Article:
Who’s to blame for the Mariners’ disappointing season? The culprits are several

As the notion of “rock bottom” for this Mariners’ season keeps shifting (and dropping lower) by the day, the great guessing game Monday was who would get on the plane to Oakland for the start of a road trip.

Or, more to the point, who wouldn’t.

The debacle of a five-game series against the Angels, in which the combination of Mike Trout’s superhumanness and the Mariners’ bereft offense combined for four demoralizing losses, cried out for a scapegoat. I’ve been around enough cratering baseball teams in my time to know the telltale signs of an impending cleansing.

But the only casualties turned out to be 39-year-old relief pitcher Sergio Romo and veteran lefty Roenis Elias, designated for assignment. Not quite the bloodletting that many fans were clamoring for in the wake of a doubleheader loss Saturday to the Angels and the latest in a endless line of shutout losses Sunday.

The truth is, the troubles of this Mariners’ team can’t be pinpointed to one person, the removal of whom will magically fix what ails them. There are numerous fingerprints on this moribund body of work.

It is, of course, longtime baseball orthodoxy that the manager is the first one to take the fall (because, as the old saying goes, you can’t fire 25 players. Or, to modernize, you can’t fire 26 players) . The Phillies went that route June 3 when they canned Joe Girardi with the team mired at 22-29. It had exactly the galvanizing affect that was desired: The Phillies are 14-3 under interim manager Rob Thomson, formerly the bench coach, and back in the thick of the wild-card race. Four days later, the Angels axed Joe Maddon in the midst of a 12-game losing streak, which reached 14 games under his replacement, Phil Nevin. The Angels are 6-7 under Nevin, with 67% of those wins coming in the just-completed series in Seattle.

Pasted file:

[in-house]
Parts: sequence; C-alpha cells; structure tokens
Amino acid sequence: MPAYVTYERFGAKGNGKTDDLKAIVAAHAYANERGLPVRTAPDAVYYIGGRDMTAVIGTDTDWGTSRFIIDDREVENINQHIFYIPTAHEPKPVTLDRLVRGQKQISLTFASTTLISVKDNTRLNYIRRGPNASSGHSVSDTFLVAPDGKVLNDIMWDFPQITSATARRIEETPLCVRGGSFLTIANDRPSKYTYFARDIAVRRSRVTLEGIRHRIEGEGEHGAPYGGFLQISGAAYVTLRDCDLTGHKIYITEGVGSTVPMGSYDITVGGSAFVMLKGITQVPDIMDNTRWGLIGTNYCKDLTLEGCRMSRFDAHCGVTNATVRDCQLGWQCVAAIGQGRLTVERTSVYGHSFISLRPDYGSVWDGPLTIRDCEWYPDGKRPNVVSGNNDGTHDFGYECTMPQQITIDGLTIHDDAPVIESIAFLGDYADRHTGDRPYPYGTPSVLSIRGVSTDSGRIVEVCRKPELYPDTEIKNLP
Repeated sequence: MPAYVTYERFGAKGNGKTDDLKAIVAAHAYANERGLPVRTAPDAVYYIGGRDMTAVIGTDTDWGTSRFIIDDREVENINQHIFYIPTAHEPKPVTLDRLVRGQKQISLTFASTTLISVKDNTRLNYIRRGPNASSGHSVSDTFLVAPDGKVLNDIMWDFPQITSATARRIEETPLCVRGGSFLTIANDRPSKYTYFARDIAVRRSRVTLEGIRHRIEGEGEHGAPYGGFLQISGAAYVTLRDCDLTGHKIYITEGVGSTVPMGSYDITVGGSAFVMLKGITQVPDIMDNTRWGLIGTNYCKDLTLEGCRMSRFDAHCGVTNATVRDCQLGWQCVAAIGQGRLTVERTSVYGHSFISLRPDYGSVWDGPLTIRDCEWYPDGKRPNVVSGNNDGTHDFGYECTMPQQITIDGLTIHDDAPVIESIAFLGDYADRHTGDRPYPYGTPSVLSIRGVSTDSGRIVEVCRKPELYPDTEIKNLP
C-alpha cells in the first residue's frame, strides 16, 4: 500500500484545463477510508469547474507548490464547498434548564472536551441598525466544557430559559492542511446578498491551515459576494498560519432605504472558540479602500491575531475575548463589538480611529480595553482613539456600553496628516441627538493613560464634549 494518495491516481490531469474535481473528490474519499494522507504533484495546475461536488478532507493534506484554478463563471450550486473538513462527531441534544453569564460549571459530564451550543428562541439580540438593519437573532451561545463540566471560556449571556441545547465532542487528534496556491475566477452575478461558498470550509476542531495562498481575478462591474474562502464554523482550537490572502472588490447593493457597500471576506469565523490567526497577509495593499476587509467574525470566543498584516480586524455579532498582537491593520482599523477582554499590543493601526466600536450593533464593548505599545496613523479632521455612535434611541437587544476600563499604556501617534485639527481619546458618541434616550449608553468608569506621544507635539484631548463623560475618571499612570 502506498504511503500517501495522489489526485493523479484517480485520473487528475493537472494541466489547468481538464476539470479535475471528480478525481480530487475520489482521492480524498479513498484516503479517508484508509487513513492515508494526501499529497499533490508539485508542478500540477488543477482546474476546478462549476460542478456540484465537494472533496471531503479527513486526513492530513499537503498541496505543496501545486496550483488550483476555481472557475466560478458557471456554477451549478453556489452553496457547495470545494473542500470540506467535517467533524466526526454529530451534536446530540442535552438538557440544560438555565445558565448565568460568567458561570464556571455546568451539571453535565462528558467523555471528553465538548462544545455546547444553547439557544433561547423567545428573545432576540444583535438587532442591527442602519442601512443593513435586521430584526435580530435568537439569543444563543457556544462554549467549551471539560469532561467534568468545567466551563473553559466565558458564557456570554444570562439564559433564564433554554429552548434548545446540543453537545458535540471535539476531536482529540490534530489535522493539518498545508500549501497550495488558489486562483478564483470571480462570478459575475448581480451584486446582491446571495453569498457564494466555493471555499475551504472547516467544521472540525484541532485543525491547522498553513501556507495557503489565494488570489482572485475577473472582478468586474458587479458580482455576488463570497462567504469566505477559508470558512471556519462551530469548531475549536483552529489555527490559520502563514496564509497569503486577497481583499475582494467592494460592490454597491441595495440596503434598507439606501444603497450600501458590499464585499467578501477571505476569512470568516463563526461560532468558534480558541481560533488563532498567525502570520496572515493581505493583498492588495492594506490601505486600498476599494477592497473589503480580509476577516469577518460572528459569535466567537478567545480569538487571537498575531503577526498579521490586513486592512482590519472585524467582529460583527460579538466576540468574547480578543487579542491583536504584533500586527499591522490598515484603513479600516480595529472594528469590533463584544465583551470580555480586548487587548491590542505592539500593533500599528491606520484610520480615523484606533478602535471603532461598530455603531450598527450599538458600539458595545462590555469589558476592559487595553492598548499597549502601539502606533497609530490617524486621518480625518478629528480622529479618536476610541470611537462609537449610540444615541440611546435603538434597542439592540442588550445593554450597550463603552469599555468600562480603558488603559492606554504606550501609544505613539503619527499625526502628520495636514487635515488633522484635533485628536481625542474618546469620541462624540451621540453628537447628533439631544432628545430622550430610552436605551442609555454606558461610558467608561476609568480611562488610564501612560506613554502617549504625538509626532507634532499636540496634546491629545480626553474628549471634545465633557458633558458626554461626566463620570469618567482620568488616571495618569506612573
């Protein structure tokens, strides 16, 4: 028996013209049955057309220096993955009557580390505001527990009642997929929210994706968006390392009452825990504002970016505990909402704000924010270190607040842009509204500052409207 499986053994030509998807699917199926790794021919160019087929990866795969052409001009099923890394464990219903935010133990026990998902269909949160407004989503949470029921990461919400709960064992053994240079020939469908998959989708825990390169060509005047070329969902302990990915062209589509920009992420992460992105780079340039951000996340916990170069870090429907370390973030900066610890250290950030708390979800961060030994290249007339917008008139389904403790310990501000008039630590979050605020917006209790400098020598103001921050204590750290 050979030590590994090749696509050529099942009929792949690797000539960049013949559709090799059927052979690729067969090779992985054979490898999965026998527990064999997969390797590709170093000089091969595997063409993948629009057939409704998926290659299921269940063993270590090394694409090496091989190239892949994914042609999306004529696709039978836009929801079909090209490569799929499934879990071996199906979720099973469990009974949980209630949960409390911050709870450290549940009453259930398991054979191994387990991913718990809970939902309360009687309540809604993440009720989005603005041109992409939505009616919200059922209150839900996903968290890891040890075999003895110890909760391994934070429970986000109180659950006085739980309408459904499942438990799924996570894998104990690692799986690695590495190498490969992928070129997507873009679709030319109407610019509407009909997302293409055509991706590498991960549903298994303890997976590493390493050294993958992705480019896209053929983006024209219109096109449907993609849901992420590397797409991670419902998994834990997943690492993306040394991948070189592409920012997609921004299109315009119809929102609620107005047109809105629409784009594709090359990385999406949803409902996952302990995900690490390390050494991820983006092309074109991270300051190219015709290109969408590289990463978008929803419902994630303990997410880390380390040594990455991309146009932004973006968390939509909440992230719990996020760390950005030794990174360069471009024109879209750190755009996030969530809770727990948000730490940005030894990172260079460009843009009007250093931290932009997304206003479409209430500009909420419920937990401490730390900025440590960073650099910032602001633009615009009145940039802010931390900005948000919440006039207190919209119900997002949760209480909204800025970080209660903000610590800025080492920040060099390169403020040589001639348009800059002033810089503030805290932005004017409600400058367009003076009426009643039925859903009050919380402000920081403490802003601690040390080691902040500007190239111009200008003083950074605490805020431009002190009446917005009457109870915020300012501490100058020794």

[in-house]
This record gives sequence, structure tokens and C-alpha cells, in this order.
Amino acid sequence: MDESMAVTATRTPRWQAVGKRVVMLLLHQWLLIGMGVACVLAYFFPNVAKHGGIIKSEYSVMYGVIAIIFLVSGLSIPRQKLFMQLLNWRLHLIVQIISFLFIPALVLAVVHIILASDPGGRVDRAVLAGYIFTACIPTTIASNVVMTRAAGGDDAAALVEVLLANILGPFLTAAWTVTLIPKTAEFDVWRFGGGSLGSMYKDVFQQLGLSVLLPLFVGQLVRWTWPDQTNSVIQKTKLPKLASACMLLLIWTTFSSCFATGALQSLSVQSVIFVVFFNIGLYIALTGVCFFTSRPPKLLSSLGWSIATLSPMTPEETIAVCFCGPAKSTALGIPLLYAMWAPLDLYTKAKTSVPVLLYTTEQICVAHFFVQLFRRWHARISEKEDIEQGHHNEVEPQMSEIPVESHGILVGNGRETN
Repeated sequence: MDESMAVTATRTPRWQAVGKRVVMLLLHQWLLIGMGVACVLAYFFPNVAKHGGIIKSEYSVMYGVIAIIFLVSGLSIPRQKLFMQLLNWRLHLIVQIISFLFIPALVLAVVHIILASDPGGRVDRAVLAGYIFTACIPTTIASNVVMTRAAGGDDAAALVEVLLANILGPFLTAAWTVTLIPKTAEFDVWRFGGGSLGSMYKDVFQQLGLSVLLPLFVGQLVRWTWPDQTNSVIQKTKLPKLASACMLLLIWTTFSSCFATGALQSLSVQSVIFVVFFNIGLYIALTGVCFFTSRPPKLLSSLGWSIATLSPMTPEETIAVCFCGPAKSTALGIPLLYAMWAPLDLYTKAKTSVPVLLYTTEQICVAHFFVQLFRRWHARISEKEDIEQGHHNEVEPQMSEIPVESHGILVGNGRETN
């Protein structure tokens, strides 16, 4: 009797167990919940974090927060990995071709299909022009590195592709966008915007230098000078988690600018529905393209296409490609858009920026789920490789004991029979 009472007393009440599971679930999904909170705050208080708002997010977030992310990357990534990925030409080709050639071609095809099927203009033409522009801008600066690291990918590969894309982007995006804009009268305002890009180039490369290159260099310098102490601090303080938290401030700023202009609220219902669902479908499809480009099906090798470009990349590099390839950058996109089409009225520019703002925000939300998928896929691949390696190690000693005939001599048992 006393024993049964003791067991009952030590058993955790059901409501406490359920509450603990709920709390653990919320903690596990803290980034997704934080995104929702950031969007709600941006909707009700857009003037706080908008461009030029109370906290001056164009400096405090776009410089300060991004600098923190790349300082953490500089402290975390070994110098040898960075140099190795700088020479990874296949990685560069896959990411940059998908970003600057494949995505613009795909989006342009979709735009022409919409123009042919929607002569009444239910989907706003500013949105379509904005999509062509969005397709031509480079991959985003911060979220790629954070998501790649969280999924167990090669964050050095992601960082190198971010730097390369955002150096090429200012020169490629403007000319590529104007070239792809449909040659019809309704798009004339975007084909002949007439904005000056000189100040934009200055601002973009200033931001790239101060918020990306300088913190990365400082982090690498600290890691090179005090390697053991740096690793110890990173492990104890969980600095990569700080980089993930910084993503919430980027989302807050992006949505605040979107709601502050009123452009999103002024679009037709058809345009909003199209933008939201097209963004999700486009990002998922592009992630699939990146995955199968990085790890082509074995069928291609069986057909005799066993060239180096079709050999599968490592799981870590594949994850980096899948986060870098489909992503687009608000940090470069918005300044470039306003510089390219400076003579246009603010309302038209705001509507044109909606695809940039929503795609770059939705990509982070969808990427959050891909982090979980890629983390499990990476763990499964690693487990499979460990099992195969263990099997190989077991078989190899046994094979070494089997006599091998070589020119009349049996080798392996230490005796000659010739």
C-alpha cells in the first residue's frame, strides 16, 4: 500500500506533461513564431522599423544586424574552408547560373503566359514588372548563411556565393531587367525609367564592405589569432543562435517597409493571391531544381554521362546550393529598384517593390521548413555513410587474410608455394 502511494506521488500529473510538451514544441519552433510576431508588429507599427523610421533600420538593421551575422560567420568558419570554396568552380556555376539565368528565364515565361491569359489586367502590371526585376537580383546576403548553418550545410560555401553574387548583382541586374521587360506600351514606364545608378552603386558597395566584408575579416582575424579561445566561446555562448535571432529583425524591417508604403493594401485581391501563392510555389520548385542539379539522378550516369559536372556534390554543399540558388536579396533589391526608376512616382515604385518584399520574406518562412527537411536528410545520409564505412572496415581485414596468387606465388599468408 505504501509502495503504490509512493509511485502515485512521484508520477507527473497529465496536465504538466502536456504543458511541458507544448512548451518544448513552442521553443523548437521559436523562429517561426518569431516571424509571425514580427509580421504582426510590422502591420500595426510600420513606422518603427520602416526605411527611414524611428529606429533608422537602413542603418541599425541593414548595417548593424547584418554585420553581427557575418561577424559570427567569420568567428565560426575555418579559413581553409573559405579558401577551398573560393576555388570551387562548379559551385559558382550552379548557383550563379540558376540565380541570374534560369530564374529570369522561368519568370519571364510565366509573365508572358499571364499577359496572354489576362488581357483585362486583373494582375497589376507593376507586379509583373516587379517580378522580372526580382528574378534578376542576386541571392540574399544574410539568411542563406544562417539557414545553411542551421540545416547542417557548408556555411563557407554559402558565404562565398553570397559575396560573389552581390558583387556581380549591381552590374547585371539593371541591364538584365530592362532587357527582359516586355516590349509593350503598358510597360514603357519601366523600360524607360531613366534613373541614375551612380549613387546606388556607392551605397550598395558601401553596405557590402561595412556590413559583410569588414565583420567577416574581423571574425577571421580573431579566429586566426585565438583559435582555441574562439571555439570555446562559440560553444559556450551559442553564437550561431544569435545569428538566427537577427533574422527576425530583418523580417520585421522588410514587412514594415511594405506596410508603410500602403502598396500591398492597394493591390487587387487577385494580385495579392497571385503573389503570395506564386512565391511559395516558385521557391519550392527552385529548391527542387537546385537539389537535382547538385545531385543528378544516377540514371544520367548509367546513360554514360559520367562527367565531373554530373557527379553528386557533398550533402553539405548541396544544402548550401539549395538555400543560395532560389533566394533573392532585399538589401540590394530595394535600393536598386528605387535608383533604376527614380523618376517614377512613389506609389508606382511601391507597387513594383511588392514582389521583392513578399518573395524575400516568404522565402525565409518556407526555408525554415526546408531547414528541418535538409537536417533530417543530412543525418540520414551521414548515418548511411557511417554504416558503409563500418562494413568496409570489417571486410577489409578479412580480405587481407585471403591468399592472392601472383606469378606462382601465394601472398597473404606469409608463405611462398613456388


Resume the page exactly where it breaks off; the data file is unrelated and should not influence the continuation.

Girardi and Maddon each have a World Series title on their managerial resume. The Mariners haven’t had a manager with even a playoff berth in Seattle on theirs since Lou Piniella in 2001, which was seven skippers ago, not counting the interims. Scott Servais, in his seventh season, was lauded last year when he guided an overachieving team to 90 victories, 14 games above their expected win total with their minus-51 run differential.

Servais finished runner-up to Tampa Bay’s Kevin Cash for American League manager of the year and was awarded a contract extension Sept. 1. That surge of contention led to considerable optimism that the Mariners were poised to end their endless drought in 2022, a not unreasonable expectation that has made the ensuing collapse far more frustrating.

Now the Mariners are flailing, 10 games under .500 with yet another playoff-free season staring them in the face. Did Servais suddenly get dumb? I don’t think so. Sure, you can second-guess any number of decisions regarding the lineup deployment, pitching usage and, especially this weekend, whether or not to keep pitching to Trout in the face of mounting evidence they were unable of stopping him.

As longtime minor league manager Rocky Bridges once said: “There are three things that the average man thinks he can do better than anybody else. Build a fire, run a hotel and manage a baseball team.”